Tuesday, March 14, 2017
– For 22 years I have had the privilege and pleasure of performing Thoracic surgery on some of the most kind, courageous and forgiving people you could ever meet. The responsibility of holding someone’s life in your hands is a sacred privilege and I thank God everyday for giving me the abilities to help people. Surgical procedures and technology have changed greatly over time but the importance of quality of life, the physician/patient relationship and the pursuit of good outcomes and patient satisfaction has always remained my utmost focus. – I believe the art of medicine now involves the humanizing and personalization of the latest technology in order to care for our patients. But as medicine has gotten better and smarter so has our patients and their desire to understand what is about to happen to them. It has become obvious to me that the better educated patient makes the best decisions for themselves and can actually improve their own outcome by working with their physician in the pre-op and post-op state.
– When I asked my medical assistant Michelle what questions do the patients ask most, she stated many of the things I already reviewed in detail with them during my pre-op consult visit. It seems that when the words “lung nodule, spot on the lung, shadow on your Xray or possible lung cancer” are spoken you may still hear……. but you don’t remember much for obvious reasons. Many questions that needed to be asked are forgotten. Pertinent information is given and heard but unfortunately forgotten as you try to plan out your life.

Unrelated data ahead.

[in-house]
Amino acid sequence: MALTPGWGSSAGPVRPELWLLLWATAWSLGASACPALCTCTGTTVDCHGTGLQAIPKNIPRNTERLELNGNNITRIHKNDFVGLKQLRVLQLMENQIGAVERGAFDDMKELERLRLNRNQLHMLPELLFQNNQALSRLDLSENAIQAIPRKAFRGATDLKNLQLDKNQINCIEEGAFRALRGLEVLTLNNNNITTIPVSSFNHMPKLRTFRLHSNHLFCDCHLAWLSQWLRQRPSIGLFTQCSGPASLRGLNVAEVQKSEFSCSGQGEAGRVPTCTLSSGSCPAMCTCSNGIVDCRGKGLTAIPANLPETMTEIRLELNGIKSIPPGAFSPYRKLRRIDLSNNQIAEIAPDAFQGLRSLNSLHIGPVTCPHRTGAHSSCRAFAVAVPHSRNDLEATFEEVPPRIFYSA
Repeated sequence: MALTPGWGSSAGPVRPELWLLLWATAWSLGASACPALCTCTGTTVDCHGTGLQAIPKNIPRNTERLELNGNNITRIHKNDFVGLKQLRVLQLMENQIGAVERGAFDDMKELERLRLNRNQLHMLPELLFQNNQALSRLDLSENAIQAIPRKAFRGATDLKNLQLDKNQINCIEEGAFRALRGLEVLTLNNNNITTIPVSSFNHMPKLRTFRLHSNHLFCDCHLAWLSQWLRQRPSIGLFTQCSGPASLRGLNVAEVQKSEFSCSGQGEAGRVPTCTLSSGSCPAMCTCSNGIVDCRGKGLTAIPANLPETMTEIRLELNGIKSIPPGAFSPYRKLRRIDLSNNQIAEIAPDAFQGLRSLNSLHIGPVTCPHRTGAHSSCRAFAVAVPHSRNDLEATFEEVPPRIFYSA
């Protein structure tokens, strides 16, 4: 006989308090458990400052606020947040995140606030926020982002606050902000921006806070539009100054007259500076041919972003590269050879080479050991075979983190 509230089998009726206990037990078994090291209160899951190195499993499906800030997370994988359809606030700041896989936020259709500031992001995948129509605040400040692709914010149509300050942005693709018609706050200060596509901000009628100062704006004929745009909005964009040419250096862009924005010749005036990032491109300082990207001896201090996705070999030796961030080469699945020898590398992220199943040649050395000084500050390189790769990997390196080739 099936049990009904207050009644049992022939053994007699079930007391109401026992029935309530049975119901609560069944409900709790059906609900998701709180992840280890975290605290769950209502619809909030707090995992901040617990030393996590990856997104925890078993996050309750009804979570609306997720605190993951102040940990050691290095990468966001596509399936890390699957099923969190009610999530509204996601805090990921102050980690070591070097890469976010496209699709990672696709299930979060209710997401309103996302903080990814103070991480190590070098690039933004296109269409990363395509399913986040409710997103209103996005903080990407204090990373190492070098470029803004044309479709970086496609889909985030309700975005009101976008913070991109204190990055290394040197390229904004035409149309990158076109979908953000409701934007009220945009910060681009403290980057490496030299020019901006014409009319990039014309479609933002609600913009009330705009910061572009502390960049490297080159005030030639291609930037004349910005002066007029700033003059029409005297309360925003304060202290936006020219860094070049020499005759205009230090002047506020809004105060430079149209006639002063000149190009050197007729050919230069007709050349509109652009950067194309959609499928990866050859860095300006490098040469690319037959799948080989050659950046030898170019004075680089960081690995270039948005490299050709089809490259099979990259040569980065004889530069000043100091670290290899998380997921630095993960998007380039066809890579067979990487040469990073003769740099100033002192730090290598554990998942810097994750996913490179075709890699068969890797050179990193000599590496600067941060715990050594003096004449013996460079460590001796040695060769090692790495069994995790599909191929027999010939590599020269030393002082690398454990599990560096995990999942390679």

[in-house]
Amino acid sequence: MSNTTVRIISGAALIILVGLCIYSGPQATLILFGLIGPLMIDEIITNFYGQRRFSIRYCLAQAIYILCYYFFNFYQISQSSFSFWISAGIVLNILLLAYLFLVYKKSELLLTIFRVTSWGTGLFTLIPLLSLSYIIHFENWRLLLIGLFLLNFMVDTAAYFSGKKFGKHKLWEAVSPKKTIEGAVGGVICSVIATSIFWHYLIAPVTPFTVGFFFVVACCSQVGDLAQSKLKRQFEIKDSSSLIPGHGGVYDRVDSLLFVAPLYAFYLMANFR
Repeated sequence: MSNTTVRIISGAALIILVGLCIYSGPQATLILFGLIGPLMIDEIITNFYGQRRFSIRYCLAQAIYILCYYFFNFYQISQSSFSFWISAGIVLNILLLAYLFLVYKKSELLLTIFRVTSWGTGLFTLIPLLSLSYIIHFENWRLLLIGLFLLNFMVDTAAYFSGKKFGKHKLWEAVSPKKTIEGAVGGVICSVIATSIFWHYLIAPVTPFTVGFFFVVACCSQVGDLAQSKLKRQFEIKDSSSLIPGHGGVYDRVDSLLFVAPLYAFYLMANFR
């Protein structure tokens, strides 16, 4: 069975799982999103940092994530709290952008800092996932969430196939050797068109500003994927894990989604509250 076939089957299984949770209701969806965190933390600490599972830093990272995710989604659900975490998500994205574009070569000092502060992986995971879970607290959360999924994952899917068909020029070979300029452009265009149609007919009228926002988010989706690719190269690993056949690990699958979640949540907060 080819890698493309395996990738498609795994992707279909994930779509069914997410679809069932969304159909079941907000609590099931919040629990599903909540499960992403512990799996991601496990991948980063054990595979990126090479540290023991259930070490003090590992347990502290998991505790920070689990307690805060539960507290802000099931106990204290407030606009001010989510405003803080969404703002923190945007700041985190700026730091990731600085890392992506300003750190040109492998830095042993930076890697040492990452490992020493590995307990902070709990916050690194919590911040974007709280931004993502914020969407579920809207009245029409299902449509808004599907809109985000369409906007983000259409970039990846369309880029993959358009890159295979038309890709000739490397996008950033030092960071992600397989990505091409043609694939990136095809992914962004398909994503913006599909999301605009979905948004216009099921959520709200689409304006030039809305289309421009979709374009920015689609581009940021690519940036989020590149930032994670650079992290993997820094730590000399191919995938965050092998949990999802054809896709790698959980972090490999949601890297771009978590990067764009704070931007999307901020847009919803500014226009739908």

– When I want to learn about how to upgrade the ram on my computer or which pop up camper to buy I go online. But I have yet to find a site that directly deals with lung cancer evaluation and treatment from a hands on patient perspective……..Until now.
– My goal here is to explain, teach and involve any thoracic surgical patient in as many aspects of their potential diagnostic and therapeutic processes as possible. Your doctors will gladly captain the ship but you need to help navigate the precious cargo through very treacherous waters. I feel this increased level of medical understanding for the patients and their families will foster better comprehension of their disease process and increase awareness of the effects of surgery and possible complications. Expanded knowledge hopefully will elicit pertinent patient questions which can help alleviate fear and put them in a more positive state of mind.
I believe if we can empower patients to make the best informed decisions, improve their post-operative/ home care recover and be an participating member of their own “Healthcare Team” then together we deliver the best possible outcome.
– As Benjamin Franklin said, “Tell me and I forget. Teach me and I remember. Involve me and I learn.”
– So get educated and “Carpe Pulmo“…….Seize your lung- Seize your life!
Curtis C. Quinn, MD
– This site is dedicated to Claire Sylvia Quinn (1928-2011 the best mother a son could ever have and a brave fallen soldier in the war against cancer).